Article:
A: I have had several soccer mentors, one being my dad who was the first to put my foot on the ball at a very young age. I have had the pleasure of many high level soccer coaches during my career. My current high school coach, Joe Caruolo, has taught me the importance of working hard on defense and scrapping in order to be around the ball to make plays. My club coach, Tom Carlin, has shown me the importance of playing a role on a successful team. Our club team is like a machine that only works if every part of the machine is on point, and seeing that side of soccer, where I’m not necessarily the guy, has been eternally valuable to me.


Q: Tell us a little about your pre-game preparation the day of a game.


A: I usually listen to a lot of music on the day of a game, along with stretching and drinking a lot of water. What I do on the day of a game isn’t as important whether I’m playing FIFA or watching The Office as long as I stay mostly isolated from distractions. I barely eat leading up to a game, as I like to feel light and it’s a bit of a superstition. When in warmups I make sure to stay isolated and locked in, often picturing what I need to do out on the field. No matter how warm or cold it is outside, I always pour water on my head and face to wake myself up right before I go out on the field.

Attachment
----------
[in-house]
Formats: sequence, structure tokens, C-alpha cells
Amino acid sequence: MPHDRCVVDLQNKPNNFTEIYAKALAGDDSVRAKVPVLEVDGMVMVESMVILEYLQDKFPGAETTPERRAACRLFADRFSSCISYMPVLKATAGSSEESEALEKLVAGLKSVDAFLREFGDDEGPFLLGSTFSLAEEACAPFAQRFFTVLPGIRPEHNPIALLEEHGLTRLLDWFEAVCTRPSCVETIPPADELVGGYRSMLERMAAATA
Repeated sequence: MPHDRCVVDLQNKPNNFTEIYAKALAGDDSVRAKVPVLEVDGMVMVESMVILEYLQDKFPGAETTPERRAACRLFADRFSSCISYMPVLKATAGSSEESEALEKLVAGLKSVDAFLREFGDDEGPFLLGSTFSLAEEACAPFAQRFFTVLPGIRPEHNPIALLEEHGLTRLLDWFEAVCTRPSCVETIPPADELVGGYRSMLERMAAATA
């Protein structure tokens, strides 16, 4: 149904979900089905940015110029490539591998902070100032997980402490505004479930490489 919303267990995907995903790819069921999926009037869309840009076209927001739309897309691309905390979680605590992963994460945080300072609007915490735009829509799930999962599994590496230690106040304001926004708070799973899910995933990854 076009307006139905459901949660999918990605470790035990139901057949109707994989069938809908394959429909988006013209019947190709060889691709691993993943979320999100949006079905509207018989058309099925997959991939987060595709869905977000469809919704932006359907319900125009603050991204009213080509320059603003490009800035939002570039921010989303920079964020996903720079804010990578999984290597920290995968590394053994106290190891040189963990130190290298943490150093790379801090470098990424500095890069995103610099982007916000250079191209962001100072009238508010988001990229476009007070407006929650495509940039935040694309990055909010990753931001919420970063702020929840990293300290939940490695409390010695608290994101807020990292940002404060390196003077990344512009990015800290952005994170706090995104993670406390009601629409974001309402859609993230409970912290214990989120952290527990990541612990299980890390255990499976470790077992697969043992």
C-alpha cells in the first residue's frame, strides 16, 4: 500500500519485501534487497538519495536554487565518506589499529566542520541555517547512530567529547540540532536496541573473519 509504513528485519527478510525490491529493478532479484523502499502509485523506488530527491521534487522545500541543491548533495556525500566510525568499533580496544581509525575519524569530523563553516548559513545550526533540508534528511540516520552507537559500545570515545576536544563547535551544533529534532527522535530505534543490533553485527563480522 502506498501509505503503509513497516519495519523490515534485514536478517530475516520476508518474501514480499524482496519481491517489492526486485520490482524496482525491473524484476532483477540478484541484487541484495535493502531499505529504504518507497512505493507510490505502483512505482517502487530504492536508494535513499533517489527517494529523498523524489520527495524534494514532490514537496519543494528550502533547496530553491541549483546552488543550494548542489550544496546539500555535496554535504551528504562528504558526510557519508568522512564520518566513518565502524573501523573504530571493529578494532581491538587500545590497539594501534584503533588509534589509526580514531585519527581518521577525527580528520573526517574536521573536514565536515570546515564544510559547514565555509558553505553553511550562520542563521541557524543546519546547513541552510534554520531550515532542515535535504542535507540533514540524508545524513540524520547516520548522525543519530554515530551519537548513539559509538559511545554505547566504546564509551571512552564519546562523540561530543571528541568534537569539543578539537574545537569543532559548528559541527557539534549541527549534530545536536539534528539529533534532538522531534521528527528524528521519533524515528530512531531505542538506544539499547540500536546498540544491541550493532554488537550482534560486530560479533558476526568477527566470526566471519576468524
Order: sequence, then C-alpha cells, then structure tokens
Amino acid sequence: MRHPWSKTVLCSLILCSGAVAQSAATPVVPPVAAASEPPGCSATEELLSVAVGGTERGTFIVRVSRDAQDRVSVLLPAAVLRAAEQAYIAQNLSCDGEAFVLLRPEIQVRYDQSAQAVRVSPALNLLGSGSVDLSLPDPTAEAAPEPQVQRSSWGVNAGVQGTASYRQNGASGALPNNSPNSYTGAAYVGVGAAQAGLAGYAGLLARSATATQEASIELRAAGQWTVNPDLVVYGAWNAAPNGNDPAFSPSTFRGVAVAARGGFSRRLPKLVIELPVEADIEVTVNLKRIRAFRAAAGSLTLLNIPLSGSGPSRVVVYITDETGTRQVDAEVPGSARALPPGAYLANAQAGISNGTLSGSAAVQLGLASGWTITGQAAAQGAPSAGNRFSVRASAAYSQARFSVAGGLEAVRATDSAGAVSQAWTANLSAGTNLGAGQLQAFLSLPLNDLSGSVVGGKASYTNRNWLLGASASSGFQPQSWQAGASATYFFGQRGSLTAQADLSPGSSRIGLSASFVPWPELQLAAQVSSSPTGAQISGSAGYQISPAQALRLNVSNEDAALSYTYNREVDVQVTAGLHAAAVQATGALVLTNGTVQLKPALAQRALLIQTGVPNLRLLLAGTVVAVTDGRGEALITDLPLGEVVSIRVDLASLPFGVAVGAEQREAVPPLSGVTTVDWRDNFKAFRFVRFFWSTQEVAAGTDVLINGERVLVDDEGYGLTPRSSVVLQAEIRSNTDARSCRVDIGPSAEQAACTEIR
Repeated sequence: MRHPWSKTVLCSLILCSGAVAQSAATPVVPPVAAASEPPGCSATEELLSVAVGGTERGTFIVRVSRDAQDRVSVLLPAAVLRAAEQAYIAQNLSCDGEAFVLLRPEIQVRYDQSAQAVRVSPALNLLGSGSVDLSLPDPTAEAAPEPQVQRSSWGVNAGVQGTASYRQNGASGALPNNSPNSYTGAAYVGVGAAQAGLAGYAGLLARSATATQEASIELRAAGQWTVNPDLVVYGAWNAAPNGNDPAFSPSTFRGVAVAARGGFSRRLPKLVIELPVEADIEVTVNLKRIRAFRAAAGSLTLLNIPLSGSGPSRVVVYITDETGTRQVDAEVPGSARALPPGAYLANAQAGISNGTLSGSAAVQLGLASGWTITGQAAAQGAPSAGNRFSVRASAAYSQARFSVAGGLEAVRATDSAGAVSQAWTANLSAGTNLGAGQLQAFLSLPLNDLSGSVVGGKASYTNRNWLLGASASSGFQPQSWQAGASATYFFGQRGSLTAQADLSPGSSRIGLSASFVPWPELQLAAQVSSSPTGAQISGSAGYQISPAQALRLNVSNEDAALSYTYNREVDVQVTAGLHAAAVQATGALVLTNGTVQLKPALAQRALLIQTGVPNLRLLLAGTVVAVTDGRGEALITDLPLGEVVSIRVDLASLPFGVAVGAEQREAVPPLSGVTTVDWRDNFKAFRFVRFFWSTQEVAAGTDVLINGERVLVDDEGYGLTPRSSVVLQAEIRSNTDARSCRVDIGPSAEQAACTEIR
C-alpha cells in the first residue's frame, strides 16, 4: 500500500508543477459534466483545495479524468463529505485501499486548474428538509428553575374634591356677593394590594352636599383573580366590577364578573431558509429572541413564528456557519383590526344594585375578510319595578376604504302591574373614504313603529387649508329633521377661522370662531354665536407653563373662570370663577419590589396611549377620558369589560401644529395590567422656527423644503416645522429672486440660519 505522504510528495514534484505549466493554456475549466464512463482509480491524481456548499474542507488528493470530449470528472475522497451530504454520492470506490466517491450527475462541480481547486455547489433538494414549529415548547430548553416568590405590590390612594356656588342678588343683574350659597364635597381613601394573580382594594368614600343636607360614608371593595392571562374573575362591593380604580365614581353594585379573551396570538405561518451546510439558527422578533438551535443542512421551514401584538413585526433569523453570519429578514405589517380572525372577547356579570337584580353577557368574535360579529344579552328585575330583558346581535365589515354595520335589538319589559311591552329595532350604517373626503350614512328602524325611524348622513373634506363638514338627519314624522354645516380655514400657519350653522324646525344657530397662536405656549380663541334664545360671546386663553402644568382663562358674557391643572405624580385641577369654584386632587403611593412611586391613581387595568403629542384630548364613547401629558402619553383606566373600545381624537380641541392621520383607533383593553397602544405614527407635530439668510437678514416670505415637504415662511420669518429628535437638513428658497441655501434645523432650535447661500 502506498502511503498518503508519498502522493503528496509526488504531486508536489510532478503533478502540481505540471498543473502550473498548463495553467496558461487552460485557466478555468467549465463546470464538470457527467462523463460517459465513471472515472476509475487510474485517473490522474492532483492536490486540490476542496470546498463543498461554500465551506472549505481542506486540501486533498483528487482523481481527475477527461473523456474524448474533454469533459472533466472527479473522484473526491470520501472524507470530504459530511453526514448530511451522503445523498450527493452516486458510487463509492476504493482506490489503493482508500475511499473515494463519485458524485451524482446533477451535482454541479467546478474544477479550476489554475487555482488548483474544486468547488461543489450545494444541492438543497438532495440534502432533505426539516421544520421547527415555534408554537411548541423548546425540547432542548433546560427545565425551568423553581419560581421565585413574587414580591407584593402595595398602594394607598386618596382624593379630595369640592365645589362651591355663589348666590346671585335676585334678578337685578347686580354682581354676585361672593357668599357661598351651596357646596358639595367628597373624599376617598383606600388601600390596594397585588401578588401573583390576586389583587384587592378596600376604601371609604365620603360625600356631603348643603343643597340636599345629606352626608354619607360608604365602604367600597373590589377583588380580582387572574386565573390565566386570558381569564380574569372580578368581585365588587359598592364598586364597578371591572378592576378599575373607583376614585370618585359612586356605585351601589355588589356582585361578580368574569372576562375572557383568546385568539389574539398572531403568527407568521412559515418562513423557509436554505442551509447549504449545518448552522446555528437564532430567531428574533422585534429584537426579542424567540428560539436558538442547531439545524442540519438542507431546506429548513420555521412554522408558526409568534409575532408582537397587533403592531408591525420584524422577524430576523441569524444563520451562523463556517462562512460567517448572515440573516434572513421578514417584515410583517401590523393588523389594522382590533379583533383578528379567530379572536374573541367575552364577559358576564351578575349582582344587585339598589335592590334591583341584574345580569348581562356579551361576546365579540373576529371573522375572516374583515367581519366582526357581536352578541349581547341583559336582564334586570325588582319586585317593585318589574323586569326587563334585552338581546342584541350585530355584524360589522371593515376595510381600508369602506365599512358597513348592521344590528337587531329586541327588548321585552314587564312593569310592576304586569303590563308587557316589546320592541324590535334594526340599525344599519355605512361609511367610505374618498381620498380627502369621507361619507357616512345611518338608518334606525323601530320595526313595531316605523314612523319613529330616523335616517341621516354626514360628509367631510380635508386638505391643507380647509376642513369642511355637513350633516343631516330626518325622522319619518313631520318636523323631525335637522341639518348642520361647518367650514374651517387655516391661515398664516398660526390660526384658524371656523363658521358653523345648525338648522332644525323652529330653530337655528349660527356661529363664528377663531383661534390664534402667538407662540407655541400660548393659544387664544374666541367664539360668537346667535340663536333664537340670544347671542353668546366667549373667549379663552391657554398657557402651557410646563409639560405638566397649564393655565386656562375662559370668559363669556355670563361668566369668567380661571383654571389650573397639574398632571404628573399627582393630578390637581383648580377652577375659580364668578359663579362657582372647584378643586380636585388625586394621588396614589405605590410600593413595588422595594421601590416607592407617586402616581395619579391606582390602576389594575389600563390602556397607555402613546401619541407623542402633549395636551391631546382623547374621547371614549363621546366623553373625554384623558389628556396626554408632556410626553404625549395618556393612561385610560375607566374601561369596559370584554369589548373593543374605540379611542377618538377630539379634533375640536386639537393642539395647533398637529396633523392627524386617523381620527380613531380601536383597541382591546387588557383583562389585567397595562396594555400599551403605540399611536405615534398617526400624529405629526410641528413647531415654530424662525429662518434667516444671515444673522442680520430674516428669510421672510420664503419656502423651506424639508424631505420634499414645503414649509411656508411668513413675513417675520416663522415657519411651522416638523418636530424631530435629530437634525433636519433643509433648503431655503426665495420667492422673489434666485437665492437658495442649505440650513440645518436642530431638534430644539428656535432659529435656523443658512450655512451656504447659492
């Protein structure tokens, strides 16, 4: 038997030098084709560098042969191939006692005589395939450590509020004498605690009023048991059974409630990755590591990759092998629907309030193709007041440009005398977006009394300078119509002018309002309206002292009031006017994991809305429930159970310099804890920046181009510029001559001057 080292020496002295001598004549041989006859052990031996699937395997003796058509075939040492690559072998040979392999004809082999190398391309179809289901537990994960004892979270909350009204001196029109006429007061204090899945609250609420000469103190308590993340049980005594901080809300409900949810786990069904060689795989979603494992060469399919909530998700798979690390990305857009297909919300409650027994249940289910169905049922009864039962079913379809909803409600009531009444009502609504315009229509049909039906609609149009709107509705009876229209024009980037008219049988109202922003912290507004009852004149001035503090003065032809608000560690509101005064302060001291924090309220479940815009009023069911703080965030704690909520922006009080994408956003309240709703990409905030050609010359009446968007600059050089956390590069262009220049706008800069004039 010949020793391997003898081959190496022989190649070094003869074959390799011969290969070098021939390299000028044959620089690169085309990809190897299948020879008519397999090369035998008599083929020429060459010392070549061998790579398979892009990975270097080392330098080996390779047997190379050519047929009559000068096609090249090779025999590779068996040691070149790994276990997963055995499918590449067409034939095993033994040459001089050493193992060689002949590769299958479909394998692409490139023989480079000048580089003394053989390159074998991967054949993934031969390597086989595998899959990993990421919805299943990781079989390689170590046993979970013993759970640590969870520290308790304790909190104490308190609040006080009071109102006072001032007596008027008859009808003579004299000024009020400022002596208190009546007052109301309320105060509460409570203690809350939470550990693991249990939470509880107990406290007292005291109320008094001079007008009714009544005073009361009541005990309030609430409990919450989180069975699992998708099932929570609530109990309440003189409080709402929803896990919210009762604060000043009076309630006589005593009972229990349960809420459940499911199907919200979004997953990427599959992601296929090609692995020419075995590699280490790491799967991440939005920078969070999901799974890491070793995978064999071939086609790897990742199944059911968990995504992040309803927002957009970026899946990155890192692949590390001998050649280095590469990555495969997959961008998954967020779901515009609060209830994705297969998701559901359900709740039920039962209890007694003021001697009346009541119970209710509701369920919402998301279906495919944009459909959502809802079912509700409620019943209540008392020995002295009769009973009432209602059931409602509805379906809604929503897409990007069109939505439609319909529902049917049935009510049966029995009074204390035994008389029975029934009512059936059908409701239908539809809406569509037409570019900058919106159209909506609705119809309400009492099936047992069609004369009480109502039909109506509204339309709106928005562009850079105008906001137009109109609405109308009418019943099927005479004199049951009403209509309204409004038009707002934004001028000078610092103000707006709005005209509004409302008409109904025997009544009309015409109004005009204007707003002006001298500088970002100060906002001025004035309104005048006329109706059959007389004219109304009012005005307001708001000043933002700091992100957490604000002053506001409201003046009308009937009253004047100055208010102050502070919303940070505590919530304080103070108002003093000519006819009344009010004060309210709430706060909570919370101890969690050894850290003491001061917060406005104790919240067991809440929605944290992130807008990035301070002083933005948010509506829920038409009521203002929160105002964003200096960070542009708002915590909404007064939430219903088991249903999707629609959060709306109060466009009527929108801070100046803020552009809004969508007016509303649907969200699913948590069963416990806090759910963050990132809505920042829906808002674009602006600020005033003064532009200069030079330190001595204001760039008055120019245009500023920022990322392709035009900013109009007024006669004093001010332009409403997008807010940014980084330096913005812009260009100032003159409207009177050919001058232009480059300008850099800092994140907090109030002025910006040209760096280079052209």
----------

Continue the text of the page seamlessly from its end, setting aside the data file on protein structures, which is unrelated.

Q: You wear uniform jersey No. 9 for Radnor. Why did you pick this number – was there a particular reason?


A: No. 9 is a classic striker’s number and makes me feel like a real striker, and other than that I have always just been drawn to the number itself. I wore No. 10 for most of my childhood mainly because of my favorite player, Lionel Messi, who is someone I admire. The only other number I would consider wearing is 14 because of Arsenal legend and my favorite player of all time, Thierry Henry.


Q: What is your favorite course at Radnor High School? What do you think you might want to major in at college? Is there a career field that particularly interests you at the present time?

A: My favorite course at Radnor High School is any English course. When I’m not on the field, one of my favorite things to do is write, whether it’s an essay for school, an article for the paper or I am just free writing. I have always had a passion for writing. I would like to major in Journalism or English and eventually become a journalist, potentially in the field of sports.


Fun facts – Matt Miller

Favorite author: Franklin W. Dixon.

Favorite TV show: The Office.

Favorite movie: Cars 2.

Favorite athlete: Lebron James.

Favorite pre-game pump-up song: Saint Pablo, by Kanye West.

Favorite team: Pittsburgh Steelers.

Favorite place to visit: Turks and Caicos.

Favorite pre-game meal: Pasta with pesto.

Family members: parents Dean and Allison, older brothers Jack and Peter.


(To be selected as Main Line Boys Athlete of the Week, a student-athlete must first be nominated by his coach.)